In the response to the Committee, the NEF highlighted the following in terms of its accessibility and application process:

  1. The client is required to fill in the application form and submit with the necessary documentation, depending on the funding requirements and product that the funding qualifies for. The NEF call centre staff explain the process to the client telephonically and supply the relevant forms.
  2. The application is captured in the system and a unique reference number is generated for the client to use in tracing the progress of the application. An acknowledgement letter is then sent to the client with the reference number.
  3. The application is then checked for eligibility, that is, if it meets the mandate in terms of black ownership and the size of the amount being applied for to make sure that it is within the NEF’s minimum threshold. A meeting is held with the client to clarify information submitted to the NEF.
  4. The application is assessed for viability. If the transaction is not viable, the client is contacted telephonically to discuss the steps to be taken to make the business viable. The client is thereafter sent a letter indicating the steps discussed telephonically. If the business is viable, then a due diligence (site visit and customer/contract verification) is conducted. This process also involves meetings with the client to provide feedback on findings. If results of due diligence are positive, the application is presented to the Investment Committee for final approval. Upon approval, the client is informed in writing of the decision.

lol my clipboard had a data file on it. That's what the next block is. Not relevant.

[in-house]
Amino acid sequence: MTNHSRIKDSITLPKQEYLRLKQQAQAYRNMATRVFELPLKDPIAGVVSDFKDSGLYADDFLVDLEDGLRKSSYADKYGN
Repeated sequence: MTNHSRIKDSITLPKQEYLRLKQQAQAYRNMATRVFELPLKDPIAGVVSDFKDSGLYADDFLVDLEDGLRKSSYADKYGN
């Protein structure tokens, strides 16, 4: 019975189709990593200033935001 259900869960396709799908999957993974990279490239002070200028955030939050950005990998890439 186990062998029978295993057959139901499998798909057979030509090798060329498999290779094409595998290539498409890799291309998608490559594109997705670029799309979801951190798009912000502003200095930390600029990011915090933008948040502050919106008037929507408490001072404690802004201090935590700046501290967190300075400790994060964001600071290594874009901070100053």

5. Legal agreements are then forwarded and discussed with the client and at the client’s selection, vetted by the client’s advisors after which they are concluded with the client. Funds are then disbursed to the client after verification of the bank accounts of the client and the organisations where the client is acquiring assets and equipment. The client is then handed over to Post Investment for monitoring and mentorship support.